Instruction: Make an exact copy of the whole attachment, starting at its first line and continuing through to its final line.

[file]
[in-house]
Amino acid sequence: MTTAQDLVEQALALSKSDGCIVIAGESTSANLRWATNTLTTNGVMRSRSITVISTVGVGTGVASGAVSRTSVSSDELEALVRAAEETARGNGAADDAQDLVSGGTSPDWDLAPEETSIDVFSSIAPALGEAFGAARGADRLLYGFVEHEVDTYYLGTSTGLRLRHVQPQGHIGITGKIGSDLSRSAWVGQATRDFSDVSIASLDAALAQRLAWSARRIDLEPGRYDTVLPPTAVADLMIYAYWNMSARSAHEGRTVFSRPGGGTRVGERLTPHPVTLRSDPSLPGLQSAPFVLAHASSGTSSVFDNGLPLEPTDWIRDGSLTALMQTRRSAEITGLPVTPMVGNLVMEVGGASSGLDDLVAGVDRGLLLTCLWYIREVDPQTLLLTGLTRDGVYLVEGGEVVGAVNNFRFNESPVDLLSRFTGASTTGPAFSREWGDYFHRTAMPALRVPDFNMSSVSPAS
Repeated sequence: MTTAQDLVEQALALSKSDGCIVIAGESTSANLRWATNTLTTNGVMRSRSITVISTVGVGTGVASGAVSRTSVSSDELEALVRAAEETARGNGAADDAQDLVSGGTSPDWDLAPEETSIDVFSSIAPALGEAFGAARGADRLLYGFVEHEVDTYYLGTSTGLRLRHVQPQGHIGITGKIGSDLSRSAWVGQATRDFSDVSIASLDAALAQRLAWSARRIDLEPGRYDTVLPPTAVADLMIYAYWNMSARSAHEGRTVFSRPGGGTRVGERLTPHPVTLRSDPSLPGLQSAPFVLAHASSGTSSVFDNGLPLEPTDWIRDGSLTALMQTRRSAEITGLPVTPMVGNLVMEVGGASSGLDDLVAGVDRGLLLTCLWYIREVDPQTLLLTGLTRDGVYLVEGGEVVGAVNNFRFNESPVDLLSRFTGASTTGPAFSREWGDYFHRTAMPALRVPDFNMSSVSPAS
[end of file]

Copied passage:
[in-house]
Amino acid sequence: MTTAQDLVEQALALSKSDGCIVIAGESTSANLRWATNTLTTNGVMRSRSITVISTVGVGTGVASGAVSRTSVSSDELEALVRAAEETARGNGAADDAQDLVSGGTSPDWDLAPEETSIDVFSSIAPALGEAFGAARGADRLLYGFVEHEVDTYYLGTSTGLRLRHVQPQGHIGITGKIGSDLSRSAWVGQATRDFSDVSIASLDAALAQRLAWSARRIDLEPGRYDTVLPPTAVADLMIYAYWNMSARSAHEGRTVFSRPGGGTRVGERLTPHPVTLRSDPSLPGLQSAPFVLAHASSGTSSVFDNGLPLEPTDWIRDGSLTALMQTRRSAEITGLPVTPMVGNLVMEVGGASSGLDDLVAGVDRGLLLTCLWYIREVDPQTLLLTGLTRDGVYLVEGGEVVGAVNNFRFNESPVDLLSRFTGASTTGPAFSREWGDYFHRTAMPALRVPDFNMSSVSPAS
Repeated sequence: MTTAQDLVEQALALSKSDGCIVIAGESTSANLRWATNTLTTNGVMRSRSITVISTVGVGTGVASGAVSRTSVSSDELEALVRAAEETARGNGAADDAQDLVSGGTSPDWDLAPEETSIDVFSSIAPALGEAFGAARGADRLLYGFVEHEVDTYYLGTSTGLRLRHVQPQGHIGITGKIGSDLSRSAWVGQATRDFSDVSIASLDAALAQRLAWSARRIDLEPGRYDTVLPPTAVADLMIYAYWNMSARSAHEGRTVFSRPGGGTRVGERLTPHPVTLRSDPSLPGLQSAPFVLAHASSGTSSVFDNGLPLEPTDWIRDGSLTALMQTRRSAEITGLPVTPMVGNLVMEVGGASSGLDDLVAGVDRGLLLTCLWYIREVDPQTLLLTGLTRDGVYLVEGGEVVGAVNNFRFNESPVDLLSRFTGASTTGPAFSREWGDYFHRTAMPALRVPDFNMSSVSPAS